In evaluating algebraic expressions, the order of operations is parentheses, exponents, multiplication and division and, finally, addition and subtraction. A saying to help students remember this order is "Please excuse my dear Aunt Sally," in which the first letter of each word corresponds to the first letter of the operation.

In evaluating an expression, work is done from left to right beginning with any calculations in parentheses and brackets. When there are double sets of brackets or parentheses, the innermost sets must be done first. When this step is completed, the next step is to solve the exponents found in the expression. The next steps involve multiplication and division. These operations are to be completed in order from left to right as they appear. Not all multiplication is done before division, but the two are done in order of appearance. Finally, operations involving addition and subtraction are done from left to right as they appear.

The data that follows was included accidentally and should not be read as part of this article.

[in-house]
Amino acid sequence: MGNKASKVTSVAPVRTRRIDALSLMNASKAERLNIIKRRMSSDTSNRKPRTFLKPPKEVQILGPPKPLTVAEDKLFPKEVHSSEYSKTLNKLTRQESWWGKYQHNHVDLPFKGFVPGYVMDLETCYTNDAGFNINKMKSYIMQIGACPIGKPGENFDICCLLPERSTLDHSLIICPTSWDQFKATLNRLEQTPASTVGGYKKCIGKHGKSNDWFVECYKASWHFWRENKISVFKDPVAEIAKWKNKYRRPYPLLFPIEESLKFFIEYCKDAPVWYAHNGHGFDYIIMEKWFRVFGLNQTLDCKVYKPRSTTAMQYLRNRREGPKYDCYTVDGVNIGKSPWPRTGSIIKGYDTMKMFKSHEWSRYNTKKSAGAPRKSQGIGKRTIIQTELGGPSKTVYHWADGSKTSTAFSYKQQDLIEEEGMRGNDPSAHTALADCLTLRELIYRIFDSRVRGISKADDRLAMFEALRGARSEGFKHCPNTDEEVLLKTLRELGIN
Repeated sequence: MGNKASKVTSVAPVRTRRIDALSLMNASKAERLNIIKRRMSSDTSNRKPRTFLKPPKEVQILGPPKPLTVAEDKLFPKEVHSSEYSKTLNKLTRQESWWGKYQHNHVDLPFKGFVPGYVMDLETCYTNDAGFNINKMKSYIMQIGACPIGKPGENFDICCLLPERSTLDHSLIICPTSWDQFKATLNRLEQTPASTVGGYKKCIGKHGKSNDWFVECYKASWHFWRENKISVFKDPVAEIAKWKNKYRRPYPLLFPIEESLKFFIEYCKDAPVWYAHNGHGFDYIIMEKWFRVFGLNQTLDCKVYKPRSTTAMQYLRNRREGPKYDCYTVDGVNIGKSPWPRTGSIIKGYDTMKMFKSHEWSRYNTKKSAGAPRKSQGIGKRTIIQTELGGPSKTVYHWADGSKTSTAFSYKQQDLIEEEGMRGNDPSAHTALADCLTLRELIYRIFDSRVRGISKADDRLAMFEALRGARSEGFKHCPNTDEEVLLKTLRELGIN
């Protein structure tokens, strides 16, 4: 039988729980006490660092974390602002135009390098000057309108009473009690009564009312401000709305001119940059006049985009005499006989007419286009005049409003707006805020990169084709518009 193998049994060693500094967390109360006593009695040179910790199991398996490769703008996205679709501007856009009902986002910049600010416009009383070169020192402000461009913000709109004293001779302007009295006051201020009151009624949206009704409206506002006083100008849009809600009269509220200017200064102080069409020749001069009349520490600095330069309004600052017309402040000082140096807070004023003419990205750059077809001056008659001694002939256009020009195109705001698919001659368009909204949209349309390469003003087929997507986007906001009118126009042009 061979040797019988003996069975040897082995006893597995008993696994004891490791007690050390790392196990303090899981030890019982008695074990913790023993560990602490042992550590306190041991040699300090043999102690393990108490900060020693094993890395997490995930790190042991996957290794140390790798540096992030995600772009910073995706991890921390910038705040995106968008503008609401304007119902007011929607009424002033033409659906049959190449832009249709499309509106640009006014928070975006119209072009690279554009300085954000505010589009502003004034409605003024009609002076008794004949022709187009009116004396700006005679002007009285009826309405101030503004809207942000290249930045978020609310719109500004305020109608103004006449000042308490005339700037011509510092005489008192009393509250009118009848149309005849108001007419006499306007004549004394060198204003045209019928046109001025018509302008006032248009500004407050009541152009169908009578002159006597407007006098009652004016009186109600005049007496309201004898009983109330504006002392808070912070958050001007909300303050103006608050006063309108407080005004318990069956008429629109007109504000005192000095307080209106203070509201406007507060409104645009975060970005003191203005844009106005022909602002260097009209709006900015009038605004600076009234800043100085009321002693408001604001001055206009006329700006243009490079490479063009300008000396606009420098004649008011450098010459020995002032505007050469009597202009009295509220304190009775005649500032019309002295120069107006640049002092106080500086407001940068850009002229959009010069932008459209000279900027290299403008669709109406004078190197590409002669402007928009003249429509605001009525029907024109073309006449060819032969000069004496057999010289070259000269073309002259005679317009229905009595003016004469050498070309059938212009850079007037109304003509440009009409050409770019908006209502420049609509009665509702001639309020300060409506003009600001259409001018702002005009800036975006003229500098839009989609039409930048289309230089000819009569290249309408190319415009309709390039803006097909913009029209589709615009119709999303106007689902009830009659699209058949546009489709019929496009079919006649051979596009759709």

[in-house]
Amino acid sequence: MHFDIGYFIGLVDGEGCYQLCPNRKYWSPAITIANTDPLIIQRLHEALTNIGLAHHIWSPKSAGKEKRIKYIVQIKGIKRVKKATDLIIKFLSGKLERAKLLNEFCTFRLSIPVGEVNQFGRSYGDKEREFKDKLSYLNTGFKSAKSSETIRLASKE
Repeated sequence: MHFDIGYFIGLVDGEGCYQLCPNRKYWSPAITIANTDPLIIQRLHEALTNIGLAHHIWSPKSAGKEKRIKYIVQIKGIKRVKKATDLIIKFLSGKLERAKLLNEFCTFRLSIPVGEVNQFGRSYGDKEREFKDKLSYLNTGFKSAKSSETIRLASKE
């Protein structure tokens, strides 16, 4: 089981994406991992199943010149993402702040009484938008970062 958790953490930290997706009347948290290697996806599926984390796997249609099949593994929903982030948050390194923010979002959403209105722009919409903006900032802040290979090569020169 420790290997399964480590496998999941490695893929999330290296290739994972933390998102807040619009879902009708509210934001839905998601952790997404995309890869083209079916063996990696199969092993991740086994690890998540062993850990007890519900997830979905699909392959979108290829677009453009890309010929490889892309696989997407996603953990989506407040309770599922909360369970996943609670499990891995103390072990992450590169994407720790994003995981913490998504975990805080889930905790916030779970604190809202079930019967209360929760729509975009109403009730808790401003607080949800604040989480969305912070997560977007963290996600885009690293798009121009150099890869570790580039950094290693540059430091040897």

When the steps are not completed in the proper order, the answer differs from the correct one. For example, in the equation 4 + 8 (2+1)^2, the correct solution involves solving inside the parentheses first. The statement then reads 4 + 8(3)^2. Solving for the exponent next leaves 4 + 8(9). Completing multiplication then makes the equation read 4 + 72. Calculating the addition yields the answer 76.